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Teaching Coaching in Turkey

I’ve just spent a week in Turkey teaching Part 2 of the Adler Certificate Program to a group of teachers and administrators from the Issikent School located in Izmir Turkey, about an hour by air south of Istanbul.

As I sit here waiting for my next flight connection (I’m going from Izmir to Istanbul to Frankurt to Toronto) and hoping that my luggage somehow miraculously makes the same connections, I’ve got some time to reflect on the past week.

Ishmir is an idyllic seaside town of 5 million yet a world away from the hustle and bustle of Istanbul. People here are more relaxed, more polite and not in such a big hurry.

Everyone here works on Turkish time (which I think I’m finally getting used to). Turkish time represents a fairly loose approach to schedules. If the course is scheduled to start at 9 AM for example, this could mean anywhere from 8:59 or so to 9:20 AM or thereabouts. Also a 5 PM finishing time might be 5:30 depending on what still needs to be said. I initially felt this loose approach to time was disrespectful but now understand that it is simply their culture and that they get every bit as much accomplished regardless.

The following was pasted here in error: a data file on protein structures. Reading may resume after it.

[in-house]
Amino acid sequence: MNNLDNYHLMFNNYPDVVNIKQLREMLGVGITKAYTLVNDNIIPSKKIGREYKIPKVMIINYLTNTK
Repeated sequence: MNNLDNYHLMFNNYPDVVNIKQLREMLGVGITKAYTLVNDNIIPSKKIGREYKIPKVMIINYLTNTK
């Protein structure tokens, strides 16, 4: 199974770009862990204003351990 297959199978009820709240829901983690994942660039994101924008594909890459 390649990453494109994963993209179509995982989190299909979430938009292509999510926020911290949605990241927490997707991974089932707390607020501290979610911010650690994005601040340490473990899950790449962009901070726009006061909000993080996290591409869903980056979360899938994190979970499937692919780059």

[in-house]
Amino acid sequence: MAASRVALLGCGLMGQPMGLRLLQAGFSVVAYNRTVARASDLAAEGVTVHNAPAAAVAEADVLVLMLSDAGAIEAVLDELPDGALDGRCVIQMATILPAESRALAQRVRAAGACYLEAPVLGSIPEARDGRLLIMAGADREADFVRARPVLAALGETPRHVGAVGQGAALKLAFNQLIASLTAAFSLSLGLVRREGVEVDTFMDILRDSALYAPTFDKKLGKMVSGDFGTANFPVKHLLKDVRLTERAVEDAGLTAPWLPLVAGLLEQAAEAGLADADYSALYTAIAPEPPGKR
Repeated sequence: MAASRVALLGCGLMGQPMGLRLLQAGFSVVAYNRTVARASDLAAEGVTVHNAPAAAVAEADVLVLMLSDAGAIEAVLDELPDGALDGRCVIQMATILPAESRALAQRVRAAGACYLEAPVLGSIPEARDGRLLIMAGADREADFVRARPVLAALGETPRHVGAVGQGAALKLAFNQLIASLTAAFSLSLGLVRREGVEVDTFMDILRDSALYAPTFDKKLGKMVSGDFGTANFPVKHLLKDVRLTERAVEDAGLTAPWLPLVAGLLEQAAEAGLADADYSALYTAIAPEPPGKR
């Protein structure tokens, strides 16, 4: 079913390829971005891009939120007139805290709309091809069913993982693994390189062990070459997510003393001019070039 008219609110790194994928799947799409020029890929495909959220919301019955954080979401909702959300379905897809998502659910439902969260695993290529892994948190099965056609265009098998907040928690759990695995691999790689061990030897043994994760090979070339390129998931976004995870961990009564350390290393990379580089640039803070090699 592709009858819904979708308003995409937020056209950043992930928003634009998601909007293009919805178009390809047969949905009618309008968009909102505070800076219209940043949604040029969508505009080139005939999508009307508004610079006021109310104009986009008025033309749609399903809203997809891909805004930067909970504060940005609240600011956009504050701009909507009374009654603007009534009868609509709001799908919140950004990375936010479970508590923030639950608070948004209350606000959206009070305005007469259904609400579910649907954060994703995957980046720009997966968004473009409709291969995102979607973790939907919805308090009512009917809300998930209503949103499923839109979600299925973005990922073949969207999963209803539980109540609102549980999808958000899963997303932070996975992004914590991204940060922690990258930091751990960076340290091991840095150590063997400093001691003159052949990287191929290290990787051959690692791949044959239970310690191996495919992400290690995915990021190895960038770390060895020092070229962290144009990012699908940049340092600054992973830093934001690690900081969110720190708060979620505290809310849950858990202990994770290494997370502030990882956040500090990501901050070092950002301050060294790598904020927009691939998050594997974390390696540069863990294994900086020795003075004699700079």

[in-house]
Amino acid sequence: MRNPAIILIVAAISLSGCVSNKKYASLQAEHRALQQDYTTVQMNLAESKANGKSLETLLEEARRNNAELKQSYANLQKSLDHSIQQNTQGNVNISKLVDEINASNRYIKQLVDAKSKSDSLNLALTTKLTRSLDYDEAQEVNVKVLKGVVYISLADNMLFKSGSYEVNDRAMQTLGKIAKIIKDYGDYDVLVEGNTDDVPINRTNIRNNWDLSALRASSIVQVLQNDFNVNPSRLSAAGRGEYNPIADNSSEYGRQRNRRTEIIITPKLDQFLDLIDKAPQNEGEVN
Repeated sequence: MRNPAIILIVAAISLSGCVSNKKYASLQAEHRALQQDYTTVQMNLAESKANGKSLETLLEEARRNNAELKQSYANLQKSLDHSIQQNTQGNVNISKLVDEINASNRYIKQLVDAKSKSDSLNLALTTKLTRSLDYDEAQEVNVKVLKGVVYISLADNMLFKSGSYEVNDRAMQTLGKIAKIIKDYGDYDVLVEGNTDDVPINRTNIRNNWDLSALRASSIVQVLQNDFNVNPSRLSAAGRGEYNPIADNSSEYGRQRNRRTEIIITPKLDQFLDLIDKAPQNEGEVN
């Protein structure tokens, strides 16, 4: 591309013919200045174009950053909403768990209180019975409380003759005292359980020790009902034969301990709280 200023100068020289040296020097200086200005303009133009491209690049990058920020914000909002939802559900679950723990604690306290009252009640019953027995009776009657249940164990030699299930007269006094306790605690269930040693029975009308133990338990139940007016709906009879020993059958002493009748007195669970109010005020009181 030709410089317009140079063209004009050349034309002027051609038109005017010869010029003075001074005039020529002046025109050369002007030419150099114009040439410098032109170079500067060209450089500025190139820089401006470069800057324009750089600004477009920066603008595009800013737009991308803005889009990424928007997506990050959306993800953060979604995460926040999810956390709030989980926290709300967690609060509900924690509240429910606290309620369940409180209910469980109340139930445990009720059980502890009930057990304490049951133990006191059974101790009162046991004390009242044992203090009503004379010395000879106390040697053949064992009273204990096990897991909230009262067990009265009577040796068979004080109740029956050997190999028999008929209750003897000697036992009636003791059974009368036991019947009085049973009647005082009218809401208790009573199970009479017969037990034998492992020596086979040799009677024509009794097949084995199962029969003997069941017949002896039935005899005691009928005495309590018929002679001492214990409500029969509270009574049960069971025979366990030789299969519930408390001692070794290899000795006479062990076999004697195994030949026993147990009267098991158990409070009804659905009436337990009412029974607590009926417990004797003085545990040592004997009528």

I had an amazing time co-leading Part 2 of the Adler Program with Vedat Erol which we delivered in English and Turkish, much to the delight of the students.

Our decision to take the time to translate various aspects of the course on the fly turned out to be a very astute decision. The learning was significantly enhanced because they got to talk, discuss, converse and practise in their native tongue.

Although it was after the end of the school year in Turkey, the teachers found the energy (they are usually now on holiday) to be active participants in this very tool intense program. We got great feedback and they are ready to move on to Part 3 of the course (enjoy Adria and Vedat).

This program was particularly exciting because the teachers at Issikent school are pioneers – taking coaching into the school system and designing how they will use coaching skills with students parents and administrators. They are well aware of the challenges they face which were illuminated by the exercise…

  • what excites you about taking coaching into an education system
  • what concerns you about taking coaching into an education system

They began to see themselves as a learning system and are eager to try their new skills.

So to all you teachers out there who are reading this blog, I challenge you to think how you might be able to take coaching into your classrooms, your school or your administration (we also had administrators in the room). Just imagine the shift that will happen!

PS: feel free to call me at 905-815-8469 to hear more.

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